|Title||New AI Navigation Prevents Crashes in Space|
|Date||Sunday January 23, @09:39AM|
|from the you-got-that-way-and-I'll-go-this-way-and-that-other-one...? dept.|
New AI navigation prevents crashes in space:
What do you call a broken satellite? Today, it's a multimillion-dollar piece of dangerous space junk.
But a new collision-avoidance system developed by students at the University of Cincinnati [UC] is getting engineers closer to developing robots that can fix broken satellites or spacecraft in orbit.
UC College of Engineering and Applied Science doctoral students Daegyun Choi and Anirudh Chhabra presented their project at the Science and Technology Forum and Exposition in January in San Diego, California. Hosted by the American Institute of Aeronautics and Astronautics, it's the world's largest aerospace engineering conference.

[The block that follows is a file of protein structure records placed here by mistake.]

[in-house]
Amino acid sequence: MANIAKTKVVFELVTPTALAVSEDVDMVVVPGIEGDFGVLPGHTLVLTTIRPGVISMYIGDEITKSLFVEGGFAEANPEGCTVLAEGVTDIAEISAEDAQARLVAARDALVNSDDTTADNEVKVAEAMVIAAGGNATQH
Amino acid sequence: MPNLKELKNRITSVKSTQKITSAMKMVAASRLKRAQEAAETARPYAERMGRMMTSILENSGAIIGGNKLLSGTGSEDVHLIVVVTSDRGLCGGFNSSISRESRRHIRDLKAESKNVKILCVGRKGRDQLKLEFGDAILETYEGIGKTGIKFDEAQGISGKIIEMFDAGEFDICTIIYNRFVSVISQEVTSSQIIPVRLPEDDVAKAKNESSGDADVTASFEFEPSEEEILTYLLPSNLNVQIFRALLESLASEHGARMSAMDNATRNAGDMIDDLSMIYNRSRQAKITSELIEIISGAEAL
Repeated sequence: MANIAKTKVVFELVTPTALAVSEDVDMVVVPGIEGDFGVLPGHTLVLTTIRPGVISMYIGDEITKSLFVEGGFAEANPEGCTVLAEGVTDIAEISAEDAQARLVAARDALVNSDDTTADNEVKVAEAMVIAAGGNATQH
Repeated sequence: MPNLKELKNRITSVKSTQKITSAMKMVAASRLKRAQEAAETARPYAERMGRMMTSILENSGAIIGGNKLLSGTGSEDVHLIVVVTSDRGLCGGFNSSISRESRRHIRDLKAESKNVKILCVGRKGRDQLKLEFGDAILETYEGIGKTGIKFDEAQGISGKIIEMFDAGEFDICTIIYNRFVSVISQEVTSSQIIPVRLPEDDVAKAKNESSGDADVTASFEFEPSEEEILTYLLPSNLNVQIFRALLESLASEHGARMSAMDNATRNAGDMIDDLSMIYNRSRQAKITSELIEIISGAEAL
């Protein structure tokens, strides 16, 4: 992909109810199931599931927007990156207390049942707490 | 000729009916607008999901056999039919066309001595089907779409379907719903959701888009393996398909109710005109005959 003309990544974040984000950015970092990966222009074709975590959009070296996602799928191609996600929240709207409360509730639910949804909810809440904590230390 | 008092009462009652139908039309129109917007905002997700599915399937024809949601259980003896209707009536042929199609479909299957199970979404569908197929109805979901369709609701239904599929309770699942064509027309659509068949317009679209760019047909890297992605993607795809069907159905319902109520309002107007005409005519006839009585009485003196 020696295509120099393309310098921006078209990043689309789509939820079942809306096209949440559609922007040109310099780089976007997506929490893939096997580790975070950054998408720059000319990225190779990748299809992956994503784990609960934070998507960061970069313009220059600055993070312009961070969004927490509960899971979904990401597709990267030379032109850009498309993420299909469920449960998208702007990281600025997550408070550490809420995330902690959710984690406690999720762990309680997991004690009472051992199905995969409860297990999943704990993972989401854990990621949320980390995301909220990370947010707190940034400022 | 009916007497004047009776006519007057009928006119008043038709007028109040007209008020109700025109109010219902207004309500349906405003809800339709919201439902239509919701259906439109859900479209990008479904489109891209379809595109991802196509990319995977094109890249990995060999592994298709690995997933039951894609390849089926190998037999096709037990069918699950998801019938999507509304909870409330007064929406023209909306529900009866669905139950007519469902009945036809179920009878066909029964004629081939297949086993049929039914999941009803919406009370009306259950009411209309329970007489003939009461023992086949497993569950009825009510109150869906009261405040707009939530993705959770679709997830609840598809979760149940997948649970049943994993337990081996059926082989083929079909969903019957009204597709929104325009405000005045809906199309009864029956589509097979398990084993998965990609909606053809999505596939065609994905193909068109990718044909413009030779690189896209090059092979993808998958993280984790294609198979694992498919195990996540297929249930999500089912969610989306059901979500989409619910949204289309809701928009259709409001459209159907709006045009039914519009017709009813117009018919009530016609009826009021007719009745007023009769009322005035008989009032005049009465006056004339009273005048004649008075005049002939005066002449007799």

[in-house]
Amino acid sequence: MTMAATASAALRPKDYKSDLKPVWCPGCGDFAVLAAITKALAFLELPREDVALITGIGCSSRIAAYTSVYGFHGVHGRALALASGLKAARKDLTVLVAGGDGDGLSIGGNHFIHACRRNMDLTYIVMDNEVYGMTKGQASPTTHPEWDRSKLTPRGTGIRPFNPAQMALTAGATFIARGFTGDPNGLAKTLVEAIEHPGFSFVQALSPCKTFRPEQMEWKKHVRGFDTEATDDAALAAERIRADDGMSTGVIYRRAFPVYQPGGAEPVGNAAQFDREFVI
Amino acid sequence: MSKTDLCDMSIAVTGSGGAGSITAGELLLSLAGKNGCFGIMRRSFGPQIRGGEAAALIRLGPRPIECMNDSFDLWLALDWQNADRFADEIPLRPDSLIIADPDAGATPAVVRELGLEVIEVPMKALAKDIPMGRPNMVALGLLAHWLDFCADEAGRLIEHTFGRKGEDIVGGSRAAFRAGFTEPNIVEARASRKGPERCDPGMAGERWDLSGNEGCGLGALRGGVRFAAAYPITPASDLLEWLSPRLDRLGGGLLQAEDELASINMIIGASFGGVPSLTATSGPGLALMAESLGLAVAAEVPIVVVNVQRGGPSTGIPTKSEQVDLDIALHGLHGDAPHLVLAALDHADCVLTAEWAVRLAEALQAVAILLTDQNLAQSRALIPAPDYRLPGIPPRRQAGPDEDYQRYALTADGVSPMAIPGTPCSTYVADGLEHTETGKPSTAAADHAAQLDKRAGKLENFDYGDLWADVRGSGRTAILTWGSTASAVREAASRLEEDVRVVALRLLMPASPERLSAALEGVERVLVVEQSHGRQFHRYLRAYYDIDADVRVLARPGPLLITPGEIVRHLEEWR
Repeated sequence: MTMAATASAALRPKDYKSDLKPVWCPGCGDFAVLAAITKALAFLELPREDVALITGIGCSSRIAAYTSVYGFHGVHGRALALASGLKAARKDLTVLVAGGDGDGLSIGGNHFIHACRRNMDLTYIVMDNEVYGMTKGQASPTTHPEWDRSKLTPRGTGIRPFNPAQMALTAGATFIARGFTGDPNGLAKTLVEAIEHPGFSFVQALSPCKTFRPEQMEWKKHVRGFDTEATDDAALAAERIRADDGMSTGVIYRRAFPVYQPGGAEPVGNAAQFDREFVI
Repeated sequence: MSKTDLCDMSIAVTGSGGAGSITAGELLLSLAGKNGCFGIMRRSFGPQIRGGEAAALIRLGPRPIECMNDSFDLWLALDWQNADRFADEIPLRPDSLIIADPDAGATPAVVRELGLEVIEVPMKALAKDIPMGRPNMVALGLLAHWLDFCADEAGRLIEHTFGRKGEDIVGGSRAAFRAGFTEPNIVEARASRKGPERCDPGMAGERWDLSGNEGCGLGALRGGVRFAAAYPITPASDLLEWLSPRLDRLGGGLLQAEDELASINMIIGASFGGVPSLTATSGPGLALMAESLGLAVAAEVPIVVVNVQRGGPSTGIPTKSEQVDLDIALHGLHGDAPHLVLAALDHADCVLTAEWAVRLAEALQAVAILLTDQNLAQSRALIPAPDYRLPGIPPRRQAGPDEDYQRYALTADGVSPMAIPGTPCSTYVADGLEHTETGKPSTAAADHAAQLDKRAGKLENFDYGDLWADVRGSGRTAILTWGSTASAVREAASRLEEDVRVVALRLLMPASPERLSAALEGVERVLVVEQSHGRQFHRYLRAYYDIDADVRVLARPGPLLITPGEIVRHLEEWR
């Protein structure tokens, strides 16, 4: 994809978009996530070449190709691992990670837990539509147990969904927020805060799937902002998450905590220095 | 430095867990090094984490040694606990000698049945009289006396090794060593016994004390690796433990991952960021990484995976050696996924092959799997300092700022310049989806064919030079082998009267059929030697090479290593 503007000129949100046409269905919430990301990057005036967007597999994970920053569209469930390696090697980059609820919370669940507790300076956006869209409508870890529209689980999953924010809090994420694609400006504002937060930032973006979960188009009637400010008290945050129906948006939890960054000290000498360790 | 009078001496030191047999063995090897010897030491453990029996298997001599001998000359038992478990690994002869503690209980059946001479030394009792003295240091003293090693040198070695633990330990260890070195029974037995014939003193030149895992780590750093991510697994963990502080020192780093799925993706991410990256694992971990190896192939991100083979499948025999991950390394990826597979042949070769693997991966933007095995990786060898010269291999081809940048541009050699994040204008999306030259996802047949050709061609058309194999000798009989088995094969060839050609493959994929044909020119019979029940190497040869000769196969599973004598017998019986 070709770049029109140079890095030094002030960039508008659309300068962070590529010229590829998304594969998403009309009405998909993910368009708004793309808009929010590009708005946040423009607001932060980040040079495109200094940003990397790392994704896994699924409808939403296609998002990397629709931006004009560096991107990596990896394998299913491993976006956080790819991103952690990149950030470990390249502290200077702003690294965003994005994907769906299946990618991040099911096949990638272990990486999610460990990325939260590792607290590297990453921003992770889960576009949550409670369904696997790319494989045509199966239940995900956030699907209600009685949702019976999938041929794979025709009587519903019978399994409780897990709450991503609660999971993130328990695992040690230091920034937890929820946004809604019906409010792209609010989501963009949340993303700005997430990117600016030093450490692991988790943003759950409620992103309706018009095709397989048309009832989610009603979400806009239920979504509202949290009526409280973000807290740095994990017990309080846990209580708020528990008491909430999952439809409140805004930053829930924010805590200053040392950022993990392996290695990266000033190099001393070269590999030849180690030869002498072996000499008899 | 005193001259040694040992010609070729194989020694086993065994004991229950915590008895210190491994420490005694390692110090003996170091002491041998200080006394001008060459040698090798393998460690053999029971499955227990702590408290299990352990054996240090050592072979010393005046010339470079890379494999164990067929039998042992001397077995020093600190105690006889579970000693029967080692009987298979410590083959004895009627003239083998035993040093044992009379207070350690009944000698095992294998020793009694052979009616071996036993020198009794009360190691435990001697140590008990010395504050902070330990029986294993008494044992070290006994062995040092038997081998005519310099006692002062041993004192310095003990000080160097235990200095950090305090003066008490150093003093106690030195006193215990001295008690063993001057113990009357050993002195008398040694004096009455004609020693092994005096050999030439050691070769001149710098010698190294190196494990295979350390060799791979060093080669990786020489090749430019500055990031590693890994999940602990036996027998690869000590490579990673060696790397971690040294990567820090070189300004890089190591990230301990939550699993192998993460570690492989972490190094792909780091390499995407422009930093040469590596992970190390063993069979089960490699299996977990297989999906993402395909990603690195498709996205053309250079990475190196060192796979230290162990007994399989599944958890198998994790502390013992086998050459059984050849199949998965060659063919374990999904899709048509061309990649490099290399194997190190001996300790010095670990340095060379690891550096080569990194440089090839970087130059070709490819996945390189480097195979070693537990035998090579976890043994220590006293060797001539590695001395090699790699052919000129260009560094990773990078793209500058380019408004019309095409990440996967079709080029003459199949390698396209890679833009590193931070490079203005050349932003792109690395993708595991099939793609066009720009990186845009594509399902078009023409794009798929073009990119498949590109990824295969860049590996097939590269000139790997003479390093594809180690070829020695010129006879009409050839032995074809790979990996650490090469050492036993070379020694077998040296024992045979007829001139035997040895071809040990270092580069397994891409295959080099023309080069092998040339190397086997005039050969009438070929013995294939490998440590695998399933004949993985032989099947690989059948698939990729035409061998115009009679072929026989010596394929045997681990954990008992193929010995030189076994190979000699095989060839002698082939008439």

"We have to provide a reliable collision-avoidance algorithm that operates in real time for autonomous systems to perform a mission safely. So we proposed a new collision-avoidance system using explainable artificial intelligence," Choi said.
He has been working on similar projects at UC for the past two years, publishing three articles in peer-reviewed journals based on Choi's novel algorithms.
UC researchers tested their system in simulations, first by deploying robots in a two-dimensional space. Their chosen digital battlefield? A virtual supermarket where multiple autonomous robots must safely navigate aisles to help shoppers and employees.
"This scenario presents many of the same obstacles and surprises that an autonomous car sees on the road," study co-author and UC assistant professor Donghoon Kim said.
[...] "Emerging AI is physics-informed rather than relying solely on data," Kim said. "If we know the physical behavior, we can use that as well as the data so we can get more meaningful information and a reliable AI model."
Daegyun Choi, Anirudh Chhabra, and Donghoon Kim. Collision Avoidance of Unmanned Aerial Vehicles Using Fuzzy Inference System-Aided Enhanced Potential Field, (DOI: 10.2514/6.2022-0272)
printed from SoylentNews, New AI Navigation Prevents Crashes in Space on 2022-05-24 17:58:20